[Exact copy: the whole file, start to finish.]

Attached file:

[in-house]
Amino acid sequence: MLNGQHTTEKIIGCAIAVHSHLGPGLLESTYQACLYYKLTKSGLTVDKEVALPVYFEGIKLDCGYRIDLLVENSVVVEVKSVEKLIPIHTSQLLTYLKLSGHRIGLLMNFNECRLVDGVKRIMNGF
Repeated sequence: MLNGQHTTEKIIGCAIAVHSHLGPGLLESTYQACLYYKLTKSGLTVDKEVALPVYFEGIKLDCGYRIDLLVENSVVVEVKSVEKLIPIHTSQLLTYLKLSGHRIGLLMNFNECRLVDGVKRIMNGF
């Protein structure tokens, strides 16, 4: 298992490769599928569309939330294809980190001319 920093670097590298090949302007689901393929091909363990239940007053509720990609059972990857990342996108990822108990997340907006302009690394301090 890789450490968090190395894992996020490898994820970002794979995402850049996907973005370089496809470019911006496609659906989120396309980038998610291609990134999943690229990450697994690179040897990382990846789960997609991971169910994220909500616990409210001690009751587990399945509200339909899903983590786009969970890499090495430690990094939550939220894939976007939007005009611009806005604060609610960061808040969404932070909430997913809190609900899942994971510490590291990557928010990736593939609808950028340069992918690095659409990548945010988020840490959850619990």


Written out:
[in-house]
Amino acid sequence: MLNGQHTTEKIIGCAIAVHSHLGPGLLESTYQACLYYKLTKSGLTVDKEVALPVYFEGIKLDCGYRIDLLVENSVVVEVKSVEKLIPIHTSQLLTYLKLSGHRIGLLMNFNECRLVDGVKRIMNGF
Repeated sequence: MLNGQHTTEKIIGCAIAVHSHLGPGLLESTYQACLYYKLTKSGLTVDKEVALPVYFEGIKLDCGYRIDLLVENSVVVEVKSVEKLIPIHTSQLLTYLKLSGHRIGLLMNFNECRLVDGVKRIMNGF
């Protein structure tokens, strides 16, 4: 298992490769599928569309939330294809980190001319 920093670097590298090949302007689901393929091909363990239940007053509720990609059972990857990342996108990822108990997340907006302009690394301090 890789450490968090190395894992996020490898994820970002794979995402850049996907973005370089496809470019911006496609659906989120396309980038998610291609990134999943690229990450697994690179040897990382990846789960997609991971169910994220909500616990409210001690009751587990399945509200339909899903983590786009969970890499090495430690990094939550939220894939976007939007005009611009806005604060609610960061808040969404932070909430997913809190609900899942994971510490590291990557928010990736593939609808950028340069992918690095659409990548945010988020840490959850619990």